How to Make a DIY Table from Corner Bookshelves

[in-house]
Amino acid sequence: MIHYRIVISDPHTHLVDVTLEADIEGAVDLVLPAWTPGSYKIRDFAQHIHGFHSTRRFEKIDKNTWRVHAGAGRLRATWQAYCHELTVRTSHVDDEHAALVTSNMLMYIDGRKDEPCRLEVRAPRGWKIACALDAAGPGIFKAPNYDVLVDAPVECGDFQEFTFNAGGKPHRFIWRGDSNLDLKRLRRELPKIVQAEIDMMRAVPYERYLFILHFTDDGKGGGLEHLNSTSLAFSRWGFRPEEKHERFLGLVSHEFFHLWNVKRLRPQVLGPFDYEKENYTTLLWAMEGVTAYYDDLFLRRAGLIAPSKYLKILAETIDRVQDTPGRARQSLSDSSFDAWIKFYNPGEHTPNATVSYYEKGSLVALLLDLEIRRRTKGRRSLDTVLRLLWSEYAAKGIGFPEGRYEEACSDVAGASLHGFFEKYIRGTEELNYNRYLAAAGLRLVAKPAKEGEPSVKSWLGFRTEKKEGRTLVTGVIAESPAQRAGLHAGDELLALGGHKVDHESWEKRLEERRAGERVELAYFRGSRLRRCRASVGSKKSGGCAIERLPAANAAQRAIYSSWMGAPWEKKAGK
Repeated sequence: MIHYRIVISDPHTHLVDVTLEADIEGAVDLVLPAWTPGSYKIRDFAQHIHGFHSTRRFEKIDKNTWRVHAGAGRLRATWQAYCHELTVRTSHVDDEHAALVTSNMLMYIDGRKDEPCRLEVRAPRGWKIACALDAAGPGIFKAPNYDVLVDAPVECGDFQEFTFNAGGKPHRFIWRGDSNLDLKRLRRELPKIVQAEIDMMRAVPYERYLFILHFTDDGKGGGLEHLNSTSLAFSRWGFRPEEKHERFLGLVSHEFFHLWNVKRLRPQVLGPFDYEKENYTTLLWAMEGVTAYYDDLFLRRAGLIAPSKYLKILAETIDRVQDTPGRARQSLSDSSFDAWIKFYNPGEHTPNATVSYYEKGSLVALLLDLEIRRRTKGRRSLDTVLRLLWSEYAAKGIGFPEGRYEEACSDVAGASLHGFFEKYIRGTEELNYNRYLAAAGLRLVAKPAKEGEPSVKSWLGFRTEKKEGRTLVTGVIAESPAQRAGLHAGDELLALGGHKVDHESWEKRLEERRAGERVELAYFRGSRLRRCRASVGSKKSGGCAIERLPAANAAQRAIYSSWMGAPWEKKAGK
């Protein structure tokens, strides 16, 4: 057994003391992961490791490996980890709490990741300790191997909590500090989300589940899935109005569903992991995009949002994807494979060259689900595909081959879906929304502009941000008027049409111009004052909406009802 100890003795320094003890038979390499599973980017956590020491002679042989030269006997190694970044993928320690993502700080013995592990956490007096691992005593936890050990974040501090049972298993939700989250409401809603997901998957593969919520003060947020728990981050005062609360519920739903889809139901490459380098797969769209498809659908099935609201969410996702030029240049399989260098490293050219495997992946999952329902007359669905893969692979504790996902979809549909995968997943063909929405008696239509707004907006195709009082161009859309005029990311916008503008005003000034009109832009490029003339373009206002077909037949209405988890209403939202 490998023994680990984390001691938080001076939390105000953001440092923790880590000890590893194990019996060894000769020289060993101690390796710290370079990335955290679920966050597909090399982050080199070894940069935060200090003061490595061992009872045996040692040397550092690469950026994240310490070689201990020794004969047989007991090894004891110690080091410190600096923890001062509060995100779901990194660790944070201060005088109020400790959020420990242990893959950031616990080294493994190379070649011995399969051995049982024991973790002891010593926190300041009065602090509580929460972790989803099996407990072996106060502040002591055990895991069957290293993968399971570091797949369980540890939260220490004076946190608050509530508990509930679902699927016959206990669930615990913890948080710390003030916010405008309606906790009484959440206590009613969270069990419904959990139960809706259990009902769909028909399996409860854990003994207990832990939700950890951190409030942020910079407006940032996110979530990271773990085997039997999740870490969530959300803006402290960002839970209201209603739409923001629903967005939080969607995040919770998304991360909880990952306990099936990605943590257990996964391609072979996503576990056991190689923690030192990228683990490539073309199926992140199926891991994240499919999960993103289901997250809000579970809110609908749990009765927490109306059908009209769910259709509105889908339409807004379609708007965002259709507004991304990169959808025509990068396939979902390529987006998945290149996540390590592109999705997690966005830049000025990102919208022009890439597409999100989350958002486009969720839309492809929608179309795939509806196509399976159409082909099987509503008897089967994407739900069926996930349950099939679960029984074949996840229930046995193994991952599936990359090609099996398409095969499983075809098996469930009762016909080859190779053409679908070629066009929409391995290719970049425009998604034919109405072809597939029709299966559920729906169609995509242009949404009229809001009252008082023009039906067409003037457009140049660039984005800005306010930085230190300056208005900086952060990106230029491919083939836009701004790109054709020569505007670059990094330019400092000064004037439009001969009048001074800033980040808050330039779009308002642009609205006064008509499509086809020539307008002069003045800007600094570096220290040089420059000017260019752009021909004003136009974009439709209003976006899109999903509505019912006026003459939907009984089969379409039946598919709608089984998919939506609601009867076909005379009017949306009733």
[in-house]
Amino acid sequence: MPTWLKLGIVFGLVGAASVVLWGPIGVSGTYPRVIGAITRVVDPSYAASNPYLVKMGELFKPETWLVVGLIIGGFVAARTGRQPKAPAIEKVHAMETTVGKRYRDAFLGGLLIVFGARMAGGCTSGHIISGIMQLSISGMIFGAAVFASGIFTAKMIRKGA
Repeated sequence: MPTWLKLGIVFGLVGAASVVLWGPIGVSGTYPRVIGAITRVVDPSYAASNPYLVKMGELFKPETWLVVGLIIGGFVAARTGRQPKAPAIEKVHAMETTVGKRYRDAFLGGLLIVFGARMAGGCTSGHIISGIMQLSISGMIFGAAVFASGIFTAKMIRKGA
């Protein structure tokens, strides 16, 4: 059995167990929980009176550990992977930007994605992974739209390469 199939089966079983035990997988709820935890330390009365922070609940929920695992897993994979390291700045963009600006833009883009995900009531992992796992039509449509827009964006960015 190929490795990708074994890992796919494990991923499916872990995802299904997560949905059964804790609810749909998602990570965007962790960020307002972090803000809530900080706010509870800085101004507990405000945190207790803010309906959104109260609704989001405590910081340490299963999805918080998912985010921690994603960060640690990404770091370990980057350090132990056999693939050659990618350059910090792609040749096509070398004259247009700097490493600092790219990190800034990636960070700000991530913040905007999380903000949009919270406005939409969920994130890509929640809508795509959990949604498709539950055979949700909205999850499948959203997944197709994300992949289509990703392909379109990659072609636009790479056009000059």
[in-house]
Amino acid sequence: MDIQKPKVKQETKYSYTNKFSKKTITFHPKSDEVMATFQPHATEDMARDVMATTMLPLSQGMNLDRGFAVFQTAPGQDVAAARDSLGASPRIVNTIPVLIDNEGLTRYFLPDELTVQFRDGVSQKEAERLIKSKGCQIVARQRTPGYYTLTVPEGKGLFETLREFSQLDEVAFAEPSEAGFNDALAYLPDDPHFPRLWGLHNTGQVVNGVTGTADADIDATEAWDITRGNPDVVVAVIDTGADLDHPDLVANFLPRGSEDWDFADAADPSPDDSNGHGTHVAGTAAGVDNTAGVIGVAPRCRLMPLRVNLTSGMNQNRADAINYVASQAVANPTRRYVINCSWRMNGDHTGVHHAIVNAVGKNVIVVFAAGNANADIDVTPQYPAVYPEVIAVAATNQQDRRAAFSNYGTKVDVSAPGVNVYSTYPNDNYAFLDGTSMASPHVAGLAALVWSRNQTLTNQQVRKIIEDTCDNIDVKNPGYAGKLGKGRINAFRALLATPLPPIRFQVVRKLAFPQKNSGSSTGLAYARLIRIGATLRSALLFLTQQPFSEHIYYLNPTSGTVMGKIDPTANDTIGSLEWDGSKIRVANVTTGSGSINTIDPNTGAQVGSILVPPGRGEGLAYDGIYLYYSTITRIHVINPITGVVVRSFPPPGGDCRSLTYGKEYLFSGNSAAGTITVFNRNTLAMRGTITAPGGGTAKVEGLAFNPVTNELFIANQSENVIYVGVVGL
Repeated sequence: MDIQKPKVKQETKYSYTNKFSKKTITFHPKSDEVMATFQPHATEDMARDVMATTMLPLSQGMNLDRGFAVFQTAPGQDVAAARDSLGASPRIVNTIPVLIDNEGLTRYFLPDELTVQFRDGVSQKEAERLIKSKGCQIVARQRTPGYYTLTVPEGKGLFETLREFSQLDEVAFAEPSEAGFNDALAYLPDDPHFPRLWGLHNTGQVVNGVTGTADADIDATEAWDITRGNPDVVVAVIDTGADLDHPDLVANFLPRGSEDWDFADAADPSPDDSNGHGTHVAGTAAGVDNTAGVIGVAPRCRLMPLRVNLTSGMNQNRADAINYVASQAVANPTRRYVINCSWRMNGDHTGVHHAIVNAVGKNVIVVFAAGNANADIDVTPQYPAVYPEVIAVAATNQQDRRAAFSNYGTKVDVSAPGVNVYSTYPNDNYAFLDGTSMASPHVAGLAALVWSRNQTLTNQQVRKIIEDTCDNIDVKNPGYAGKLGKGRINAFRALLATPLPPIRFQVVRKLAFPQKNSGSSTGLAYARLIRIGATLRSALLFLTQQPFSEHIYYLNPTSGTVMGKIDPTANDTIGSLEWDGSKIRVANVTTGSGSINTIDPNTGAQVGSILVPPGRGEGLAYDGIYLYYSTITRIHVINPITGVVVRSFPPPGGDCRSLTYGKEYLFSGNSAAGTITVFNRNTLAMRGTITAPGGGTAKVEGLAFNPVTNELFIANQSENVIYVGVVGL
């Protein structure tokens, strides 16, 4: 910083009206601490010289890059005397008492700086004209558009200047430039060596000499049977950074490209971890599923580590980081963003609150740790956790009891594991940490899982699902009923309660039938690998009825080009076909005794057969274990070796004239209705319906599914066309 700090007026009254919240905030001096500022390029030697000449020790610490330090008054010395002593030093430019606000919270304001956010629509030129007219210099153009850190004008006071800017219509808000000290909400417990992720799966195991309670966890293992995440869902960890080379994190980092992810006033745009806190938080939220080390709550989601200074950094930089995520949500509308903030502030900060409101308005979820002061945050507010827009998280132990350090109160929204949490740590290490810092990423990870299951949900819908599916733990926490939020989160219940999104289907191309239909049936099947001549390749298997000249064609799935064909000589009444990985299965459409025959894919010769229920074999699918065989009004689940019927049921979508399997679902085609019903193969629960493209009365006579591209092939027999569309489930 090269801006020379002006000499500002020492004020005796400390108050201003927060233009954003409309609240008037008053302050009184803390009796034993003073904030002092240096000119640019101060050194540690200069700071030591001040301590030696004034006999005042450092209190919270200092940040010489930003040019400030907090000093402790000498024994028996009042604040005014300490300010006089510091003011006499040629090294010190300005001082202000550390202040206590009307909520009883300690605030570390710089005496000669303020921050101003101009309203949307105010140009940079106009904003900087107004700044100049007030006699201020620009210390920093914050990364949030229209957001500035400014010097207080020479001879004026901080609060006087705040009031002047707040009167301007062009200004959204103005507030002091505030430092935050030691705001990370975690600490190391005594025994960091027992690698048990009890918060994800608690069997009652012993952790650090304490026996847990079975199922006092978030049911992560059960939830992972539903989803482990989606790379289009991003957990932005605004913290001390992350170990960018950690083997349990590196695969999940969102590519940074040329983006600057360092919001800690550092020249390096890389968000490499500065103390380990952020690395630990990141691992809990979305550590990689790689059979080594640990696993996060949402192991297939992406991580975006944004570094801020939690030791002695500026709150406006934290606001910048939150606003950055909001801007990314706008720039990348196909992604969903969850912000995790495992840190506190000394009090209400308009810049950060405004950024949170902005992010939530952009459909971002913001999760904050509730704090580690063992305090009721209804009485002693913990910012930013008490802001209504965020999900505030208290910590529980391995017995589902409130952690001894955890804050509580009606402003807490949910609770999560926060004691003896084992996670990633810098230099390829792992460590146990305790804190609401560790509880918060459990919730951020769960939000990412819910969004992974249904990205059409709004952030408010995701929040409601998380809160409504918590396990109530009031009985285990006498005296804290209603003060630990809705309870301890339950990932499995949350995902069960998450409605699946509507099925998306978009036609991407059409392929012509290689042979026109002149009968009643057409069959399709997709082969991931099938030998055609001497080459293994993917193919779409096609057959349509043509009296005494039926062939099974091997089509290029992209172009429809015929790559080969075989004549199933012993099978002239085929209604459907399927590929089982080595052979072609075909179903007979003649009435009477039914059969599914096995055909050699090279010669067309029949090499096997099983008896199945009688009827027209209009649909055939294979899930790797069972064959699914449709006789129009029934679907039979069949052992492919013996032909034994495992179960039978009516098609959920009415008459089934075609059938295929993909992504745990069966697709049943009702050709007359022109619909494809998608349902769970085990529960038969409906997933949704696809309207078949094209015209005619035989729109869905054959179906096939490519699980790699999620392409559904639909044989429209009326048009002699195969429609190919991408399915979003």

I try to keep an open mind when I’m shopping at Goodwill stores or flea markets. Sometimes I find an item and have no idea what I will do with it, but can’t pass it up because I know at some point I’ll come up with a great DIY project. Other times, I spot something and an idea pops in my head immediately. That’s what happened when I found four corner bookshelves. Together, I imagined, they could be a cute little side table. IMAGE-1-Bookshelf-Table IMAGE-2-Bookshelves-Before Of the four shelves, one was painted; the other three had a stain finish. Although all four shelves are the same size and shape, they are obviously handmade (maybe a shop class project?) so not an identical match. But that’s okay. IMAGE-3-Shelf-Before IMAGE-4-Table-Step-1 IMAGE-5-Table-Step-2 In order for the table to sit flat on the floor and have a flat top, I cut off the curved top and bottom pieces with a power saw. After screwing the four shelves together, I used an orbital sander to smooth out the top and bottom. IMAGE-6-Painted-Table I knew the table wouldn’t be perfect, so I spray painted it in satin espresso. A gloss finish or bright color would just highlight the flaws. Keep that in mind when painting anything, including walls. Imperfections are less noticeable when painted with a flat or egg shell finish! IMAGE-7-Wheels IMAGE-8-Attach-Wheels I often rearrange my porch furniture depending on the weather or the number of guests, so wheels make moving furniture around a cinch. I purchased a package of four wheels and screws and attached them to the bottom. Pre-drilling holes makes adding the screws easier. IMAGE-9-Decoupage-Table-Top I also knew the top would need to be covered up. I had a 20 in. round glass table topper that fit perfectly. Since I’ll use the table on my porch this summer, I used a piece of fabric left over from upholstering some chairs. It’s an ikat pattern – a dying process that’s been around for centuries, and has seen a resurgence in popularity in recent years. IMAGE-10-Trace-Pattern After ironing the wrinkles out, use the glass top to trace the shape on the fabric. IMAGE-11-Mod-Podge-Glass IMAGE-12-Mod-Podge-Fabric You will need a sponge brush and Mod Podge Decoupage glue. Wash the glass and allow it to dry. Spread two coats of Mod Podge on the entire surface. Immediately lay the patterned side of the fabric on the glass. Apply three coats of Mod Podge to the unpatterned side fabric and let it dry. IMAGE-13-Table-After Lay the glass top on the table. Since the fabric is on the underside, it is protected from the elements and spills. IMAGE-14-Table-Shelves IMAGE-15-Table-Top With the final finished project, I have lots of space for displaying and arranging books and collectibles, plus a lamp and a cool drink for spring evenings on the porch. Interior designer Merri Cvetan writes about home décor, as well as her DIY furniture craft projects, for The Home Depot. Merri’s design career began after she bought a 1890s farm house fixer-upper, which is now her family’s home. To view Home Depot’s Home Decorators Collection of outdoor furniture, including porch items, click here.

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